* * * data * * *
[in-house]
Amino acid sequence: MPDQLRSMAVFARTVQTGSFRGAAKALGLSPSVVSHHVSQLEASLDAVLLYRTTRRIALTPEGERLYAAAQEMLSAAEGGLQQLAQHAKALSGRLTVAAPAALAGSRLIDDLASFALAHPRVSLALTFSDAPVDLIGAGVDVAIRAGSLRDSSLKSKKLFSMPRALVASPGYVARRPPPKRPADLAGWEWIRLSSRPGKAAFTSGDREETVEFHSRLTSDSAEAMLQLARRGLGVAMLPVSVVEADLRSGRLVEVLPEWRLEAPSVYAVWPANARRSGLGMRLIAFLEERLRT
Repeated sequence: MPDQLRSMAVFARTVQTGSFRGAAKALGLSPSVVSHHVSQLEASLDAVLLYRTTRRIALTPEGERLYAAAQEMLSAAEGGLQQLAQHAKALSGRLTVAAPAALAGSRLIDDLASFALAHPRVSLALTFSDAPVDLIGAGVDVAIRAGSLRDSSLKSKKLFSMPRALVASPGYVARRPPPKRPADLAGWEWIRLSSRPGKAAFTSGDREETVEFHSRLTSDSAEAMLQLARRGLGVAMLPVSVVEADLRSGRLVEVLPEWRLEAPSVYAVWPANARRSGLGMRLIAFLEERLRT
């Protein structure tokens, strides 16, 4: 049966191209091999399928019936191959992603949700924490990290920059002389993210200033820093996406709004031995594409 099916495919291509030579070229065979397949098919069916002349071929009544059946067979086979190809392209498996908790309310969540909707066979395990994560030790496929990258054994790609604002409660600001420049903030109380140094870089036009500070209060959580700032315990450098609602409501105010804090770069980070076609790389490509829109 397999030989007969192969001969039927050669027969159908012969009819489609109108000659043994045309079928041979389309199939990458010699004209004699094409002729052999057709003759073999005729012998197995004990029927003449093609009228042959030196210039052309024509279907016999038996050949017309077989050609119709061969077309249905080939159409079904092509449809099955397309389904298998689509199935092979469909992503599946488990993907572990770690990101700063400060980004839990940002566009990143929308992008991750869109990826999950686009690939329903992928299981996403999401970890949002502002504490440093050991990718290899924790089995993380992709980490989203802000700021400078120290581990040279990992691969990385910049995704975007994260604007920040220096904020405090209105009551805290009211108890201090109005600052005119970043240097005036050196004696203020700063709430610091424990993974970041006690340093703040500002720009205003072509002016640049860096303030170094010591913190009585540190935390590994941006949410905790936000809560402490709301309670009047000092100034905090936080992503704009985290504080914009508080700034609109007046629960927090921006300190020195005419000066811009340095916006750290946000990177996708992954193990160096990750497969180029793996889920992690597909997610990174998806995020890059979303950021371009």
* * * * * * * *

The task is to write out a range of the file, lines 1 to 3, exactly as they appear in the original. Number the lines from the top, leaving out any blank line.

[in-house]
Amino acid sequence: MPDQLRSMAVFARTVQTGSFRGAAKALGLSPSVVSHHVSQLEASLDAVLLYRTTRRIALTPEGERLYAAAQEMLSAAEGGLQQLAQHAKALSGRLTVAAPAALAGSRLIDDLASFALAHPRVSLALTFSDAPVDLIGAGVDVAIRAGSLRDSSLKSKKLFSMPRALVASPGYVARRPPPKRPADLAGWEWIRLSSRPGKAAFTSGDREETVEFHSRLTSDSAEAMLQLARRGLGVAMLPVSVVEADLRSGRLVEVLPEWRLEAPSVYAVWPANARRSGLGMRLIAFLEERLRT
Repeated sequence: MPDQLRSMAVFARTVQTGSFRGAAKALGLSPSVVSHHVSQLEASLDAVLLYRTTRRIALTPEGERLYAAAQEMLSAAEGGLQQLAQHAKALSGRLTVAAPAALAGSRLIDDLASFALAHPRVSLALTFSDAPVDLIGAGVDVAIRAGSLRDSSLKSKKLFSMPRALVASPGYVARRPPPKRPADLAGWEWIRLSSRPGKAAFTSGDREETVEFHSRLTSDSAEAMLQLARRGLGVAMLPVSVVEADLRSGRLVEVLPEWRLEAPSVYAVWPANARRSGLGMRLIAFLEERLRT